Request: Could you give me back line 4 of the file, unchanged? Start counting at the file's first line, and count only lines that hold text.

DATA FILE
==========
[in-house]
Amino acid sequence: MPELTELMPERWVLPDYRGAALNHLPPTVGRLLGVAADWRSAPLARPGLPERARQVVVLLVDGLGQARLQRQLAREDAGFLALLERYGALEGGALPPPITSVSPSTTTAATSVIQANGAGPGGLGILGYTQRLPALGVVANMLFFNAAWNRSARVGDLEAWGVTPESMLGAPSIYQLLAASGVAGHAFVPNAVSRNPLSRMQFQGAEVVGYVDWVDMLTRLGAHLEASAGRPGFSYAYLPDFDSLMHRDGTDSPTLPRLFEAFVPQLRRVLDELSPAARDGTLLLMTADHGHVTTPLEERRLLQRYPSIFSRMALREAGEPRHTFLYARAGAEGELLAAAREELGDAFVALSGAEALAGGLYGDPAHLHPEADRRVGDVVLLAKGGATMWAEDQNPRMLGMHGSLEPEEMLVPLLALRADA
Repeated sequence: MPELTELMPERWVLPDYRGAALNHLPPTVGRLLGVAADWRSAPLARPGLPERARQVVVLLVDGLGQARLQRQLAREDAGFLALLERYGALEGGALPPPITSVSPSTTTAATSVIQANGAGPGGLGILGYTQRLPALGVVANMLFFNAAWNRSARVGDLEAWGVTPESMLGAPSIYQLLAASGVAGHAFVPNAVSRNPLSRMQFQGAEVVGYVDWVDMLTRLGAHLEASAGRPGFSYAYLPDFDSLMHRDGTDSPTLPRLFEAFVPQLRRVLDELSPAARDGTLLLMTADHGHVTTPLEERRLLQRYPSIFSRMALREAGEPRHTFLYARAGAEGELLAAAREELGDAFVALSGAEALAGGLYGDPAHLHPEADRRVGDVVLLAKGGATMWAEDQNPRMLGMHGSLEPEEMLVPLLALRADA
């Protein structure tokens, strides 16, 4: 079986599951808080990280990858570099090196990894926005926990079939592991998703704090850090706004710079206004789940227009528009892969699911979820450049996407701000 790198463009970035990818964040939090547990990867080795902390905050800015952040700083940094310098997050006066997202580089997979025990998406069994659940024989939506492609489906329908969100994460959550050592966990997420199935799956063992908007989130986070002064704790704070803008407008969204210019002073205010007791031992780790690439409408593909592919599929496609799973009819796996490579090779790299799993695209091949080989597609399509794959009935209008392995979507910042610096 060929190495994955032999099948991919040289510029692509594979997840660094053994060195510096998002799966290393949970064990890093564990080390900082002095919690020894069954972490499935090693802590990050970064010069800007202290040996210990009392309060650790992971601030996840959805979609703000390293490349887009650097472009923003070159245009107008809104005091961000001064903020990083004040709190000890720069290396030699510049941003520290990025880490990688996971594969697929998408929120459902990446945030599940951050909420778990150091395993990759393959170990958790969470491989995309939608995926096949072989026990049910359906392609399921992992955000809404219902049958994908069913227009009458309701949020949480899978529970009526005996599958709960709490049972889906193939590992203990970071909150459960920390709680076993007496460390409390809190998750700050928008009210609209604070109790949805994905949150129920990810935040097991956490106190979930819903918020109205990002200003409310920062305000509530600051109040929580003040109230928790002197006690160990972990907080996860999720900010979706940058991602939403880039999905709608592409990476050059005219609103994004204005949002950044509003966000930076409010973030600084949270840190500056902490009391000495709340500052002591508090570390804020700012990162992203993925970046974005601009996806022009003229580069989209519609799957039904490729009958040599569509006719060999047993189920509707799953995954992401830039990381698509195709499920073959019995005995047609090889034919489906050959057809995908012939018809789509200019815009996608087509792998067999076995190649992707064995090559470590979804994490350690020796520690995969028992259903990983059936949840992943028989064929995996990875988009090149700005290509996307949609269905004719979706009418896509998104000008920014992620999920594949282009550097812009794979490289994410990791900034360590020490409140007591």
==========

């Protein structure tokens, strides 16, 4: 079986599951808080990280990858570099090196990894926005926990079939592991998703704090850090706004710079206004789940227009528009892969699911979820450049996407701000 790198463009970035990818964040939090547990990867080795902390905050800015952040700083940094310098997050006066997202580089997979025990998406069994659940024989939506492609489906329908969100994460959550050592966990997420199935799956063992908007989130986070002064704790704070803008407008969204210019002073205010007791031992780790690439409408593909592919599929496609799973009819796996490579090779790299799993695209091949080989597609399509794959009935209008392995979507910042610096 060929190495994955032999099948991919040289510029692509594979997840660094053994060195510096998002799966290393949970064990890093564990080390900082002095919690020894069954972490499935090693802590990050970064010069800007202290040996210990009392309060650790992971601030996840959805979609703000390293490349887009650097472009923003070159245009107008809104005091961000001064903020990083004040709190000890720069290396030699510049941003520290990025880490990688996971594969697929998408929120459902990446945030599940951050909420778990150091395993990759393959170990958790969470491989995309939608995926096949072989026990049910359906392609399921992992955000809404219902049958994908069913227009009458309701949020949480899978529970009526005996599958709960709490049972889906193939590992203990970071909150459960920390709680076993007496460390409390809190998750700050928008009210609209604070109790949805994905949150129920990810935040097991956490106190979930819903918020109205990002200003409310920062305000509530600051109040929580003040109230928790002197006690160990972990907080996860999720900010979706940058991602939403880039999905709608592409990476050059005219609103994004204005949002950044509003966000930076409010973030600084949270840190500056902490009391000495709340500052002591508090570390804020700012990162992203993925970046974005601009996806022009003229580069989209519609799957039904490729009958040599569509006719060999047993189920509707799953995954992401830039990381698509195709499920073959019995005995047609090889034919489906050959057809995908012939018809789509200019815009996608087509792998067999076995190649992707064995090559470590979804994490350690020796520690995969028992259903990983059936949840992943028989064929995996990875988009090149700005290509996307949609269905004719979706009418896509998104000008920014992620999920594949282009550097812009794979490289994410990791900034360590020490409140007591």